St. Lucia., 3 May 2019 (PAHO/WHO) – An Action Plan developed by countries and territories of the Caribbean, establishes a roadmap to ensure that health is front and center of national climate change planning in the Region.
The “Caribbean Action Plan on Health and Climate Change,” focuses on protecting the health of Caribbean populations from the effects of climate change, such as heatwaves, storms, hurricanes, droughts, floods, outbreaks of disease, and other issues, by strengthening health systems, promoting intersectoral collaboration between the health and environment sectors, and increasing financing.
In order to achieve this, countries and territories of the Caribbean have agreed to take national and regional actions to strengthen educational and research capacities on climate change and health; to build climate-resilient health facilities throughout the Region; to improve health surveillance; and to develop weather and climate-related preparedness, response and recovery plans.
The Action Plan was launched on May 2 by the Director of the Pan American Health Organization (PAHO), Dr. Carissa F. Etienne, during a meeting with the Minister of Health of Grenada, Nickolas Steele, and other high-level officials in Comfort Bay Home for the Elderly, a facility that forms part of PAHO’s SMART initiative, supporting member states to become more climate resilient, in St. Lucia.
“Climate change is one of the greatest threats to the future of our islands and the health of our people,” said Dr. Etienne. “To this day, many islands are still recovering from hurricanes Harvey, Irma and Maria which, as we all know, caused devastation of epic proportions in 2017. It is our responsibility to place health in the climate change agenda.”
The plan is the regional outcome of the World Health Organization (WHO) and the United Nations Framework Convention on Climate Change’s (UNFCCC) Special Initiative on Climate Change and Health in Small Island Developing States. It was developed and approved during the Third Global Conference on Health and Climate Change: Special focus on Small Island Developing States in Grenada, in October last year, which was attended by 14 Caribbean Ministers of Health and Environment.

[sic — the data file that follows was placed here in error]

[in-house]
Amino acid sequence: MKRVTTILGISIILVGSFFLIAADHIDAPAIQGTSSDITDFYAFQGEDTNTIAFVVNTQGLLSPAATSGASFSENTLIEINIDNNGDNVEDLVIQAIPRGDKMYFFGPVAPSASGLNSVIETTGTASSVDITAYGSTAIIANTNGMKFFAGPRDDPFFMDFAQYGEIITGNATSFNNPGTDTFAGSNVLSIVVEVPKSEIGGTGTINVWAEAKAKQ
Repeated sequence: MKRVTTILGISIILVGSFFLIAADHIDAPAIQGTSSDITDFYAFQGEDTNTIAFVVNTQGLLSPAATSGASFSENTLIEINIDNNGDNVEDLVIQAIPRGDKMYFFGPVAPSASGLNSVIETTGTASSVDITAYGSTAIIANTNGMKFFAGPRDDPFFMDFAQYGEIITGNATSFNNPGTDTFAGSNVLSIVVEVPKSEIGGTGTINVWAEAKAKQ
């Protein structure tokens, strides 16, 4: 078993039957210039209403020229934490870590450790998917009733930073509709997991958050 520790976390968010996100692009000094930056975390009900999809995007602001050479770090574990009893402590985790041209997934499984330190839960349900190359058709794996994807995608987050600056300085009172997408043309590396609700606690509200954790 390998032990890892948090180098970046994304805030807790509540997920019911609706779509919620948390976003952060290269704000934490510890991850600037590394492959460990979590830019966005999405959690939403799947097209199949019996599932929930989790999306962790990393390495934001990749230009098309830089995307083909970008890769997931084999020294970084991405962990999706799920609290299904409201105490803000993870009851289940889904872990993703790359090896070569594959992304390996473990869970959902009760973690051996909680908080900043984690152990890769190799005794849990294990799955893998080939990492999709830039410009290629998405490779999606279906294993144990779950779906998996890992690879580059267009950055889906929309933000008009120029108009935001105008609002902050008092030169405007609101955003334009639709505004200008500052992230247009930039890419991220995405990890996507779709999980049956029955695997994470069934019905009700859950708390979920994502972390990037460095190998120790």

The Action Plan highlights the need to facilitate access to climate and health financing mechanisms and proposes a series of measures, including strengthening capacities and coordination to access resources at a regional level, and developing mechanisms to implement multi-country projects on climate change and health.
“We know that there are funds available to promote climate resilience. We must ensure that health issues are included in every climate change project submitted to these funding mechanisms,” said the Director of PAHO.
During the ceremony, Minister Steele thanked PAHO for its support and leadership in climate change and health and assured Dr. Etienne that he would continue to support the action plan and that he would encourage other governments in the Caribbean to do the same. He highlighted the experiences of Dominica, which show how years of development can be destroyed in just a few hours. For this reason it is vital that the Region acts now to become more resilient to climate change and protect future generations.
Dr. Etienne highlighted that due to its location, the Caribbean will likely continue to face increased exposure to climate-related disasters. Not only could these events have a direct impact on health systems and facilities, but they could also lead to “increased vulnerability to diseases; stress on freshwater supplies; and economic decline in vital sectors – such as tourism, agriculture and fisheries.”
The Director of PAHO emphasized that the organization stands ready to support countries to implement the actions proposed in the Caribbean Plan. “We have been working incessantly to provide capacity building and technical support for the development of Health National Adaptation Plans, to identify adaptation needs in the health sector, and to address health system vulnerabilities,” she said.
Protecting the health of Small Island States (SIDS)
The Special Initiative on Climate Change and Health in Small Island Developing States (SIDS), was launched in 2017 at the 23rd Conference of the Parties (COP-23) of the UNFCCC in Bonn, Germany. The initiative responds to requests by SIDS and recognized their unique vulnerabilities to climate change.
The initiative began with the III Global Conference on Health and Climate Change: Special Focus on SIDS, in 2018, which was held in the Pacific (Fiji), the Indian Ocean (Mauritius) and the Caribbean (Grenada).
The vision of the initiative is to ensure that by 2030, all SIDS health systems are resilient to climate variability and change.
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